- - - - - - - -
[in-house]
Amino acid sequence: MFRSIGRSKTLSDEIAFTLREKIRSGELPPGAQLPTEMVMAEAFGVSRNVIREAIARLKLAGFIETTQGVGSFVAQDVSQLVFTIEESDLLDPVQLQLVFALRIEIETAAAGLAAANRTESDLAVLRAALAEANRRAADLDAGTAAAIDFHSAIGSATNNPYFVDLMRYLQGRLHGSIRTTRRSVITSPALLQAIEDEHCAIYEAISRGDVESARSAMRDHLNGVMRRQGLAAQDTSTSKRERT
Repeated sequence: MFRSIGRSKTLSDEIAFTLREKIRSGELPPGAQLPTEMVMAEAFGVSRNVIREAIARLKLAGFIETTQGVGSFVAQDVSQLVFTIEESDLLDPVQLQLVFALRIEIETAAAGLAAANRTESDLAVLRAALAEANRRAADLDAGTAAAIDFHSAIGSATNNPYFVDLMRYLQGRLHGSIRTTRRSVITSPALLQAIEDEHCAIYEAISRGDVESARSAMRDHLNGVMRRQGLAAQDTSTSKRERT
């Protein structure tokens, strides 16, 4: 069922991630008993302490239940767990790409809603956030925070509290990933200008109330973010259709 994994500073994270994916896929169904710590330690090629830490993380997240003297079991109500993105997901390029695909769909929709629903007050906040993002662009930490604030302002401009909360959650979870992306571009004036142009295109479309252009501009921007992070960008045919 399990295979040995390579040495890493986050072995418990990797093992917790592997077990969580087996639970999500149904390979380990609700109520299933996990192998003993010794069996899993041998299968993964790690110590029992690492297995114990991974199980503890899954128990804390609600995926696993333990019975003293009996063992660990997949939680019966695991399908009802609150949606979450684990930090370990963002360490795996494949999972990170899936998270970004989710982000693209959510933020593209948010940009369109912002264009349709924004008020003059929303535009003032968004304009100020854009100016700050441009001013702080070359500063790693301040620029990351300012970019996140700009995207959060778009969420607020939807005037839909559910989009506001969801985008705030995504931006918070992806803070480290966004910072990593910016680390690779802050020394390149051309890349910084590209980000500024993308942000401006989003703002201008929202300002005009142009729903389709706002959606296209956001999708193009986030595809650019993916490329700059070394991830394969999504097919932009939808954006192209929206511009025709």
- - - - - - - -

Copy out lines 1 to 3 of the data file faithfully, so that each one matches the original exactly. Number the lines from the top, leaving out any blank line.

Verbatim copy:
[in-house]
Amino acid sequence: MFRSIGRSKTLSDEIAFTLREKIRSGELPPGAQLPTEMVMAEAFGVSRNVIREAIARLKLAGFIETTQGVGSFVAQDVSQLVFTIEESDLLDPVQLQLVFALRIEIETAAAGLAAANRTESDLAVLRAALAEANRRAADLDAGTAAAIDFHSAIGSATNNPYFVDLMRYLQGRLHGSIRTTRRSVITSPALLQAIEDEHCAIYEAISRGDVESARSAMRDHLNGVMRRQGLAAQDTSTSKRERT
Repeated sequence: MFRSIGRSKTLSDEIAFTLREKIRSGELPPGAQLPTEMVMAEAFGVSRNVIREAIARLKLAGFIETTQGVGSFVAQDVSQLVFTIEESDLLDPVQLQLVFALRIEIETAAAGLAAANRTESDLAVLRAALAEANRRAADLDAGTAAAIDFHSAIGSATNNPYFVDLMRYLQGRLHGSIRTTRRSVITSPALLQAIEDEHCAIYEAISRGDVESARSAMRDHLNGVMRRQGLAAQDTSTSKRERT